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COVID-19 - Rural Pharmacies Respond with Outreach Services

Chicago Pharmacist AttorneyDuring the COVID-19 pandemic, patients in rural areas face difficulties already present in obtaining care, including poverty, inconsistent virus information, and lack of transportation. Pharmacies serving these populations are working extra-hard to ensure the best care in their communities.

One way community pharmacies can help is with mobile clinic options. A mobile clinic can provide clinical and education services to those with transportation challenges. In addition to offering a telephone service to patients who cannot come to the pharmacy, mobile clinics can be at the disposal of area health agencies as the pandemic expands. While it may seem that patient outreach services can and will be affected by COVID-19 just as other non-health related business, pharmacies are able to adjust as more info about the virus comes online. Some pharmacies have adopted best practices including working with county health departments, senior centers, and school districts to assist the community with support, medication and needed supplies.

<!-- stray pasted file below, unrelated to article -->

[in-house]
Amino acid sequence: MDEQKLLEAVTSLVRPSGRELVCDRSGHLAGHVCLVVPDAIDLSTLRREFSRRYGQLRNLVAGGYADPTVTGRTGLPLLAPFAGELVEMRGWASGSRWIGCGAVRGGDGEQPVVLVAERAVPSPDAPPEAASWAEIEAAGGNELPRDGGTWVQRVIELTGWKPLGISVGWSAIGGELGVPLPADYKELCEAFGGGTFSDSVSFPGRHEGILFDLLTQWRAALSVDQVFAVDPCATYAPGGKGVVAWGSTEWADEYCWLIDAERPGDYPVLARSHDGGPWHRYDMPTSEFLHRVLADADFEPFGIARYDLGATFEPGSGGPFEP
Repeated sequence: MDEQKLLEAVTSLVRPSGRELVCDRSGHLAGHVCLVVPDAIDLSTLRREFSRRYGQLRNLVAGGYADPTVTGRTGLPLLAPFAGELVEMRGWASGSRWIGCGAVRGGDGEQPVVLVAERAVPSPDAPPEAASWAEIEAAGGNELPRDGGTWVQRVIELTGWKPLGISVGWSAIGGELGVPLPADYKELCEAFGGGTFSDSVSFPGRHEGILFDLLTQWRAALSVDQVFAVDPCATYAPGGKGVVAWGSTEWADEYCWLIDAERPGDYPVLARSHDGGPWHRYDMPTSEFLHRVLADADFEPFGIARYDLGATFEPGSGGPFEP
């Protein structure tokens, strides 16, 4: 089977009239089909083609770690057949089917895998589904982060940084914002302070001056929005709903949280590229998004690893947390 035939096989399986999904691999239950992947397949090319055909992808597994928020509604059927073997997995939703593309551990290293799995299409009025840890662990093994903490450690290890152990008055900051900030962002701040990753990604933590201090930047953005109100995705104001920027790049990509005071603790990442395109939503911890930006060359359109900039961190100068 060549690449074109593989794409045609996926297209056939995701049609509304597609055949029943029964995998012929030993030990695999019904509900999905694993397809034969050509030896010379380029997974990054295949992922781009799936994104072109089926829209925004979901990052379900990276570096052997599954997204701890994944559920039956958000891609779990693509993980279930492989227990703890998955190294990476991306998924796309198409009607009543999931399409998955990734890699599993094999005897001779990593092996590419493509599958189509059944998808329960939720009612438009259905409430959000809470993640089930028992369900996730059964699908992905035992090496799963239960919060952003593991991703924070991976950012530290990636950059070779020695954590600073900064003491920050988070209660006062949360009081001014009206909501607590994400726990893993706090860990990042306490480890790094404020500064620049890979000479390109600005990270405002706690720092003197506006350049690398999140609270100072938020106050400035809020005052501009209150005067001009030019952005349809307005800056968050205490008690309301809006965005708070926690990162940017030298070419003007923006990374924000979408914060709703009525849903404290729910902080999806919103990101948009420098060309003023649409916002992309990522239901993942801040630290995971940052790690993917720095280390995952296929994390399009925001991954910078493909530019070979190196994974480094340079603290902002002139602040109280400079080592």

Requests for delivery have risen dramatically, for obvious reasons, and some pharmacies have developed a way to coordinate deliveries with patients that limits in-person contact. It is important to remember that pharmacists must be available for follow-up care to those patients. Some pharmacies are pushing state Medicaid programs to issue waiver requests for reimbursements on home delivery, which is critical due to the small margins that community pharmacies already endure.

Pharmacists must be aware that stressors like COVID-19 can mean increased demand, and that demand can lead to shortcuts or failure to adequately counsel patients, all of which can lead to complaints being filed against your license by the Illinois Department of Financial and Professional Regulation. Williams & Nickl represents pharmacists and protects their professional licenses when IDFPR comes calling. Edward W. Williams is the former Chief of Prosecutions at IDFPR, and understands that consulting to and representing professional licensees during the pandemic is critical.

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